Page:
Archive for the ‘Second Coming of Christ’ Category

The Soon Coming King

April 11th, 2017

… until the appearing of our Lord Jesus Christ, which he will display at the proper time—he who is the blessed and only Sovereign, the King of kings and Lord of lords, who alone has immortality, who dwells in unapproachable light, whom no one has ever seen or can see. To him be honor and eternal dominion. Amen. (1 Timothy 6:14-17 ESV)

In giving his divinely-inspired charge to Timothy, Paul added this thought. He said that Timothy was to “keep this commandment,” or he was to fulfill his calling “until the appearing of our Lord Jesus Christ.” The “appearing” is epiphanea in the New Testament Greek, and was an important word in the New Testament for the coming of the Lord and the end of the age. (See 2 Tim. 4:1 and Titus 2:13.)

We often say these words with a sigh, “until He comes,” aware more of the delay in His coming than the promise of it. But it is given here in an entirely different manner, in a completely different spirit. Here there is faith, hope, and enthusiasm for the coming King.

There is one view of life that sees old age dismally. We start out strong and then grow weaker through the years, losing friends, strength, mental abilities, and optimism. We die as a relief, exhausted by our long and tiresome journey through life. Even some Christians fall into this view, even though there is little Christian about this outlook on life.

The other view is that for the Christian there is always a brighter day coming. We grow old and despite whatever indignities are associated with age, despite the losing of friends, strength, etc., we can say with the apostle Paul, “So we do not lose heart. Though our outer self is wasting away, our inner self is being renewed day by day” (2 Cor. 4:16 ESV).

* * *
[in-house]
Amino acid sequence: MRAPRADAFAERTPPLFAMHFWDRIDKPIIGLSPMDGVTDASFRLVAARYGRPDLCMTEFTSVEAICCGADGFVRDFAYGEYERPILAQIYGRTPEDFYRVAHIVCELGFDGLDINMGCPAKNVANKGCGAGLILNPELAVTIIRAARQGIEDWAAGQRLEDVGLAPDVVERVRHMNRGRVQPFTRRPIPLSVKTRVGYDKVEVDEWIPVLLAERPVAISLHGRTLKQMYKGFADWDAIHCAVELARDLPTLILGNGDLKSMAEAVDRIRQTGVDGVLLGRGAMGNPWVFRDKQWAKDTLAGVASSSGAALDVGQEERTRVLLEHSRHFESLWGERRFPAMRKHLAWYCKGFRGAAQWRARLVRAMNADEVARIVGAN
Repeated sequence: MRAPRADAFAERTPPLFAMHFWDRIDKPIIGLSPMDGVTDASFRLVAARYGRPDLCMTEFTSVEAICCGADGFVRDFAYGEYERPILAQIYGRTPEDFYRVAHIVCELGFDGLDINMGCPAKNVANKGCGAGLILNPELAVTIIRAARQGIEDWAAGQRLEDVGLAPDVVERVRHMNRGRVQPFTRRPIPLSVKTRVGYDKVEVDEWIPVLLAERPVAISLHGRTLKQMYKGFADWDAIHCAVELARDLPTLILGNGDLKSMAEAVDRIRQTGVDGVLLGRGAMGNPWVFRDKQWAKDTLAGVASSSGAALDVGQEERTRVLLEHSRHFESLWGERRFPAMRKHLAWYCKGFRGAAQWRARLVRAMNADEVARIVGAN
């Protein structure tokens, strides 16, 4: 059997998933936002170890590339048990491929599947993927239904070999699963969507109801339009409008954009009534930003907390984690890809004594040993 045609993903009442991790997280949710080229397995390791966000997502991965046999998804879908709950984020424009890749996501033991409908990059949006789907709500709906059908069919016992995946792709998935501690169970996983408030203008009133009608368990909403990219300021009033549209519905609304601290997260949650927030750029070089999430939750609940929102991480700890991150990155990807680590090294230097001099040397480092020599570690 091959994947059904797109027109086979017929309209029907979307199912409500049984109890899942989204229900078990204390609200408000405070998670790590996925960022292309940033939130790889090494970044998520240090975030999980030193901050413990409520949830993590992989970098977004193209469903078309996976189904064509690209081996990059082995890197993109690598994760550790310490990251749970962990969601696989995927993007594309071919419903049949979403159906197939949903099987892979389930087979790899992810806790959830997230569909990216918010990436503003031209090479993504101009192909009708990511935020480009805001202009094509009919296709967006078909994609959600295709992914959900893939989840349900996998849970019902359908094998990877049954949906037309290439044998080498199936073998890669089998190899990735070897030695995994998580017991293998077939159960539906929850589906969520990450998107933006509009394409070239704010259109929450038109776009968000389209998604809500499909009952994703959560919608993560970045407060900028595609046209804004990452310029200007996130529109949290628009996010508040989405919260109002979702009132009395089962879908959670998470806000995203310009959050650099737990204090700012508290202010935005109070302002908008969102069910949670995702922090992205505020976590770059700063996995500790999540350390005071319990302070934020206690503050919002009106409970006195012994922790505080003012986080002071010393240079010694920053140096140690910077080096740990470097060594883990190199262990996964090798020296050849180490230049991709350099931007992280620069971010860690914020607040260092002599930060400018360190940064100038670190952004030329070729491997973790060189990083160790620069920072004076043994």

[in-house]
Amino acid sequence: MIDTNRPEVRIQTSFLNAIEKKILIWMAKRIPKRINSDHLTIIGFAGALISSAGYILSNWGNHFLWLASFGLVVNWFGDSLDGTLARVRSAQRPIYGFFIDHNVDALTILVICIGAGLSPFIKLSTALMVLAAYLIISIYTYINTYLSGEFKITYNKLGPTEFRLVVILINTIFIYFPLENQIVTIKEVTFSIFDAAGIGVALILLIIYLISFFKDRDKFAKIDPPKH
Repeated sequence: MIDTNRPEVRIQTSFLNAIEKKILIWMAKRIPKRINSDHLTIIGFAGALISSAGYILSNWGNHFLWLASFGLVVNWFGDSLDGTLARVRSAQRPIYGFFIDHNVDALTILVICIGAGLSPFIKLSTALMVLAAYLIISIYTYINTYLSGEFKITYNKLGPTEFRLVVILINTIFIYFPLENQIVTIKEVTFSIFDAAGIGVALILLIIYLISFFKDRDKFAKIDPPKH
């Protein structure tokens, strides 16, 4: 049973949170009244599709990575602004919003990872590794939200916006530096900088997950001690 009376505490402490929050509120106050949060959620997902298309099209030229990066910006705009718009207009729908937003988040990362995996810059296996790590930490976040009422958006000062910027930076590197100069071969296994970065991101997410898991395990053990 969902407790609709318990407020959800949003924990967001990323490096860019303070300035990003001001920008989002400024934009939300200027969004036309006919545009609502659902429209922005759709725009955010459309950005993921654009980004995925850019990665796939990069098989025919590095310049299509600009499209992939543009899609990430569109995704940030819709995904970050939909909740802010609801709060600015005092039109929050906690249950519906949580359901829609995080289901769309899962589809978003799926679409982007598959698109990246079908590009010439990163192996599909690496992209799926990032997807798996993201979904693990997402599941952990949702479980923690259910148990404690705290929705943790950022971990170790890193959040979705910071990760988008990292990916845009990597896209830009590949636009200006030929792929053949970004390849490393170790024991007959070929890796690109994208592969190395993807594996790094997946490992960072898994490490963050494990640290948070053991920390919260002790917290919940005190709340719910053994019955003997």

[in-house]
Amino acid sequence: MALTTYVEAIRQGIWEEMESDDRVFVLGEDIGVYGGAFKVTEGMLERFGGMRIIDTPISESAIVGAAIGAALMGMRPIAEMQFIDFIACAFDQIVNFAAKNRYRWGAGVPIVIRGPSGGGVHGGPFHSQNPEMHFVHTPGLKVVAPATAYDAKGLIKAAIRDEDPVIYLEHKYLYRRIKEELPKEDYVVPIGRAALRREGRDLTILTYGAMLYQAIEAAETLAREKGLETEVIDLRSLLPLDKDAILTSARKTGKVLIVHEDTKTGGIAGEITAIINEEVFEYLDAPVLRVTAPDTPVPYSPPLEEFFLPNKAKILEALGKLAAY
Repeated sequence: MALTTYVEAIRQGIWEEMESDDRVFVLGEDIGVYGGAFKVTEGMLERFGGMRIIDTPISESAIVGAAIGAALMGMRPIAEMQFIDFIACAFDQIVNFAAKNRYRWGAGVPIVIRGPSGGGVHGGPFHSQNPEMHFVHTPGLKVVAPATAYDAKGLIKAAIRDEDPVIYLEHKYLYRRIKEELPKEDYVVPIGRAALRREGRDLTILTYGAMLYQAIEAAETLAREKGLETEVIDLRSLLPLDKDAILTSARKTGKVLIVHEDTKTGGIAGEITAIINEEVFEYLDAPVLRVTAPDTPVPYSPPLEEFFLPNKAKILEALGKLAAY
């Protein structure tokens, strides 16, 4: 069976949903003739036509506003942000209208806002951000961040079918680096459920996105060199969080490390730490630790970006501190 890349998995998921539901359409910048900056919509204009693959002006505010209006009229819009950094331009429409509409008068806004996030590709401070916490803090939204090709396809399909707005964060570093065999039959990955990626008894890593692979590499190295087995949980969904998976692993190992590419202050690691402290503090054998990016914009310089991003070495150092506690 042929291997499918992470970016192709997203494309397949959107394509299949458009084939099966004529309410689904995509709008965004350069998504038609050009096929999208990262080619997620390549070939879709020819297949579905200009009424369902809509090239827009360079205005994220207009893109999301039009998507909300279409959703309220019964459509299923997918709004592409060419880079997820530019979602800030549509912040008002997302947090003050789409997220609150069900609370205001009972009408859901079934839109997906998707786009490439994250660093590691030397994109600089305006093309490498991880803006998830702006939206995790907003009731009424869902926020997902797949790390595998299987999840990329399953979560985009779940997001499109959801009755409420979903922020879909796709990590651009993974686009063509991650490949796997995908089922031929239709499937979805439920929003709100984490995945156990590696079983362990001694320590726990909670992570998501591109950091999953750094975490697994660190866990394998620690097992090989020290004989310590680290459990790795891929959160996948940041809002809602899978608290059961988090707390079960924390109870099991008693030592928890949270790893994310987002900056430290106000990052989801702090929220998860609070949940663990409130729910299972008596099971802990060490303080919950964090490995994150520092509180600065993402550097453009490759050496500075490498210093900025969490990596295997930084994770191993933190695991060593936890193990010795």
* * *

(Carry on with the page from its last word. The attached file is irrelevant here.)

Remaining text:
The hope of the pastor and of each Christian, is not that we will be recognized and rewarded on earth for our contributions to the work of God, but that we will be affirmed in heaven by Christ Himself, who says, “Well done, good and faithful servant. Enter into the joy of your Lord.”

And in order for that to happen, He must return. Truthfully, we are more excited about His return than about our own reward. He will come at the right time, and all of history is moving and working toward this goal. He is the One worthy of praise:

Then I looked, and I heard around the throne and the living creatures and the elders the voice of many angels, numbering myriads of myriads and thousands of thousands, saying with a loud voice,

“Worthy is the Lamb who was slain,
to receive power and wealth and wisdom and might
and honor and glory and blessing!” (Revelation 5:11-12 ESV)

We do not serve for just the sake of resting. We do not serve in order to be forgotten. We do not serve a cause or a calling that is passing away. We serve and worship the coming King, who is and will be victorious. This is the hope that we are to keep before us at all time.

Art is made, whether in paintings, music, or literature, by contrasting light and darkness. Dark and subdued colors fade into the background and bright and vivacious colors leap off the canvas. The darkness of this age, the subduing of man’s spiritual nature and of God’s standard of holiness, the darkening of hearts across this world, has caused a shadow to pass over our age. But the light is not some “new” human idea, or some “new” charismatic leader. Those are just more of the subdued colors of darkness.

The hope is the coming King who is the Light of the World and the hope of eternity. He is the new bright “color” of the future. From the moment we trusted in Christ we began living for eternity. Each day is closer to His return. Each day is closer to this great event. This is what we look forward to. He is who we look forward to.

1 Timothy, Second Coming of Christ , , , ,

Thanking God in Hard Times

November 4th, 2016

But we ought to thank God always for you, brothers and sisters loved by the Lord, because God chose you from the beginning for salvation through sanctification by the Spirit and faith in the truth. He called you to this salvation through our gospel, so that you may possess the glory of our Lord Jesus Christ. (2 Thes. 2:13-14 NET)